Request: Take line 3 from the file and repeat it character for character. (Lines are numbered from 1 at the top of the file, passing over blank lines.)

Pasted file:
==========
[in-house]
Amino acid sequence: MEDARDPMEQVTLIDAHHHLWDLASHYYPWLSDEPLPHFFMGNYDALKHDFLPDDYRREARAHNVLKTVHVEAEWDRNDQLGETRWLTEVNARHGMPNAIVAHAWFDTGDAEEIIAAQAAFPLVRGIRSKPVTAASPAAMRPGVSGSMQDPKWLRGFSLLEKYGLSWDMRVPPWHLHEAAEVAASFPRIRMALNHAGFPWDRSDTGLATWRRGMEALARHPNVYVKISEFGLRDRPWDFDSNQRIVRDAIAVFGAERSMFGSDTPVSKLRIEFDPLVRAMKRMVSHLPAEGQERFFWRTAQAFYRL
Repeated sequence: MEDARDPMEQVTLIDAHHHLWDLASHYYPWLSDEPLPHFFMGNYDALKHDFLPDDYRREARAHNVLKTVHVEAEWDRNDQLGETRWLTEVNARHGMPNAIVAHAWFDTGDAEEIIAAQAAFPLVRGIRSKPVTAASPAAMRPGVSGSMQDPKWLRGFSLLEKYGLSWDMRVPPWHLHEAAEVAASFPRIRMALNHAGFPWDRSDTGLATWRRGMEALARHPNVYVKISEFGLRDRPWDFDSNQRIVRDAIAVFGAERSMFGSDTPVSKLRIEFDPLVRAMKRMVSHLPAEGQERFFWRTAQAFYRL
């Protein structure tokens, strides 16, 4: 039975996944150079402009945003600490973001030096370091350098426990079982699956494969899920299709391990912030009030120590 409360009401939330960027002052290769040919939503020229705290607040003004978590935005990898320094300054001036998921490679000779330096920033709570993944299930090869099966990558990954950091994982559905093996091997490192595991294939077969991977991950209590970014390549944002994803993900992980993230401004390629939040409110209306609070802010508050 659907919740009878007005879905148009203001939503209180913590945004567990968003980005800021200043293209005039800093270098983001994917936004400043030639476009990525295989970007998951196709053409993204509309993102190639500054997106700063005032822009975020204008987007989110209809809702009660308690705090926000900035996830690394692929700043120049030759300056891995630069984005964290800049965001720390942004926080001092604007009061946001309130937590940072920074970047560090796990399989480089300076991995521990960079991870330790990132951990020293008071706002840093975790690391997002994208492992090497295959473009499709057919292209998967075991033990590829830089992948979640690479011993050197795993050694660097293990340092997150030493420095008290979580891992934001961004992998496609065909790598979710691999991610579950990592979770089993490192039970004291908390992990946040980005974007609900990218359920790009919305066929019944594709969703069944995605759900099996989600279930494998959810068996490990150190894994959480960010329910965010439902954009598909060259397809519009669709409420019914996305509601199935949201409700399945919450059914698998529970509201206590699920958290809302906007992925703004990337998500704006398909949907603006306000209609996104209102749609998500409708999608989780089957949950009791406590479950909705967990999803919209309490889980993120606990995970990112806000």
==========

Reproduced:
Repeated sequence: MEDARDPMEQVTLIDAHHHLWDLASHYYPWLSDEPLPHFFMGNYDALKHDFLPDDYRREARAHNVLKTVHVEAEWDRNDQLGETRWLTEVNARHGMPNAIVAHAWFDTGDAEEIIAAQAAFPLVRGIRSKPVTAASPAAMRPGVSGSMQDPKWLRGFSLLEKYGLSWDMRVPPWHLHEAAEVAASFPRIRMALNHAGFPWDRSDTGLATWRRGMEALARHPNVYVKISEFGLRDRPWDFDSNQRIVRDAIAVFGAERSMFGSDTPVSKLRIEFDPLVRAMKRMVSHLPAEGQERFFWRTAQAFYRL